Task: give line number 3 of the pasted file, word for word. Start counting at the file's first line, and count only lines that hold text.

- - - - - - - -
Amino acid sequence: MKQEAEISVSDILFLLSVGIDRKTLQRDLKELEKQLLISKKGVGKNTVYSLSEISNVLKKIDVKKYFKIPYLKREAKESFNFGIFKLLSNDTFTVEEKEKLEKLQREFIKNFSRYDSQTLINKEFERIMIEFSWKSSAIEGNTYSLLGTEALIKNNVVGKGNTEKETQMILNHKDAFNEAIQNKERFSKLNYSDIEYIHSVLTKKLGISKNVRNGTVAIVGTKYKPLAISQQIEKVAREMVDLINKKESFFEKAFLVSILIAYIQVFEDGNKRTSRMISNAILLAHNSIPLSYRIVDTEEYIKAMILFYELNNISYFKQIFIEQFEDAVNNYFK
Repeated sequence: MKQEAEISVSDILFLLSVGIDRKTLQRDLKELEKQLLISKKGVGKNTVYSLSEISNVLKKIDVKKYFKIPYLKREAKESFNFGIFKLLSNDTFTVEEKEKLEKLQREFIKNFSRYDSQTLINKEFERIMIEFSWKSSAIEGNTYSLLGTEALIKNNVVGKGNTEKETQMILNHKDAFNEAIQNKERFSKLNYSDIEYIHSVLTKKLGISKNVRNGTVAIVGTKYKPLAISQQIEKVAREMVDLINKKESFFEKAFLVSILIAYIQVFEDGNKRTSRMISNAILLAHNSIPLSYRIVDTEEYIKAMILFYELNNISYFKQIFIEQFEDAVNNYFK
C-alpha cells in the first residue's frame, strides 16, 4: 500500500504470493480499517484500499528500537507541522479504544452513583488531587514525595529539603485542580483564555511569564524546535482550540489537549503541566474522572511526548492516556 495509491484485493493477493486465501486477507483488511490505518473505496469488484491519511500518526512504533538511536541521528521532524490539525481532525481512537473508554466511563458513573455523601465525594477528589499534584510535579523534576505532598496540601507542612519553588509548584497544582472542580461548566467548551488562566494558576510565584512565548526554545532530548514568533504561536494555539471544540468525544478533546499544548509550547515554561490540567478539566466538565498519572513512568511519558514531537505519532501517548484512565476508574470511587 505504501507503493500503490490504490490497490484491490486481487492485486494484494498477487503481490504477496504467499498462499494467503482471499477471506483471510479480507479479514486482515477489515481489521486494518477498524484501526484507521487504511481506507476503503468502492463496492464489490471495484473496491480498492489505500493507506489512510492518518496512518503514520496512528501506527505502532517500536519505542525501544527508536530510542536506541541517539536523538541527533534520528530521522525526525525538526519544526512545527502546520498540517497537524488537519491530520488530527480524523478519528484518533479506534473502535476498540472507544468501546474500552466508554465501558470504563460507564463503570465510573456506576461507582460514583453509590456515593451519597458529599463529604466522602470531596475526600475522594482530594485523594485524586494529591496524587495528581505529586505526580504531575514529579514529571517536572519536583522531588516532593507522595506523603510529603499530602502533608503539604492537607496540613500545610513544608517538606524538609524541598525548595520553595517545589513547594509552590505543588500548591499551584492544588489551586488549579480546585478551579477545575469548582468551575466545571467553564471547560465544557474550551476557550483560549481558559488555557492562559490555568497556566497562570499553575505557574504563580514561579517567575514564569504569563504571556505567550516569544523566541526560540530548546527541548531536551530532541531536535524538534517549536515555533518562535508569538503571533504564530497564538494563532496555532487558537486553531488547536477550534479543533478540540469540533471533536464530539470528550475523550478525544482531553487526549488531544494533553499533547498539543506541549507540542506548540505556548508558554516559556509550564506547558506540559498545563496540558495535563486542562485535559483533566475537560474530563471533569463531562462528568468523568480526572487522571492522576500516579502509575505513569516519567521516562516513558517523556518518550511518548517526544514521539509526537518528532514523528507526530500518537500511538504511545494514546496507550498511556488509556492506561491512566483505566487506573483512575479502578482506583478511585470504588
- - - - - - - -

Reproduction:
C-alpha cells in the first residue's frame, strides 16, 4: 500500500504470493480499517484500499528500537507541522479504544452513583488531587514525595529539603485542580483564555511569564524546535482550540489537549503541566474522572511526548492516556 495509491484485493493477493486465501486477507483488511490505518473505496469488484491519511500518526512504533538511536541521528521532524490539525481532525481512537473508554466511563458513573455523601465525594477528589499534584510535579523534576505532598496540601507542612519553588509548584497544582472542580461548566467548551488562566494558576510565584512565548526554545532530548514568533504561536494555539471544540468525544478533546499544548509550547515554561490540567478539566466538565498519572513512568511519558514531537505519532501517548484512565476508574470511587 505504501507503493500503490490504490490497490484491490486481487492485486494484494498477487503481490504477496504467499498462499494467503482471499477471506483471510479480507479479514486482515477489515481489521486494518477498524484501526484507521487504511481506507476503503468502492463496492464489490471495484473496491480498492489505500493507506489512510492518518496512518503514520496512528501506527505502532517500536519505542525501544527508536530510542536506541541517539536523538541527533534520528530521522525526525525538526519544526512545527502546520498540517497537524488537519491530520488530527480524523478519528484518533479506534473502535476498540472507544468501546474500552466508554465501558470504563460507564463503570465510573456506576461507582460514583453509590456515593451519597458529599463529604466522602470531596475526600475522594482530594485523594485524586494529591496524587495528581505529586505526580504531575514529579514529571517536572519536583522531588516532593507522595506523603510529603499530602502533608503539604492537607496540613500545610513544608517538606524538609524541598525548595520553595517545589513547594509552590505543588500548591499551584492544588489551586488549579480546585478551579477545575469548582468551575466545571467553564471547560465544557474550551476557550483560549481558559488555557492562559490555568497556566497562570499553575505557574504563580514561579517567575514564569504569563504571556505567550516569544523566541526560540530548546527541548531536551530532541531536535524538534517549536515555533518562535508569538503571533504564530497564538494563532496555532487558537486553531488547536477550534479543533478540540469540533471533536464530539470528550475523550478525544482531553487526549488531544494533553499533547498539543506541549507540542506548540505556548508558554516559556509550564506547558506540559498545563496540558495535563486542562485535559483533566475537560474530563471533569463531562462528568468523568480526572487522571492522576500516579502509575505513569516519567521516562516513558517523556518518550511518548517526544514521539509526537518528532514523528507526530500518537500511538504511545494514546496507550498511556488509556492506561491512566483505566487506573483512575479502578482506583478511585470504588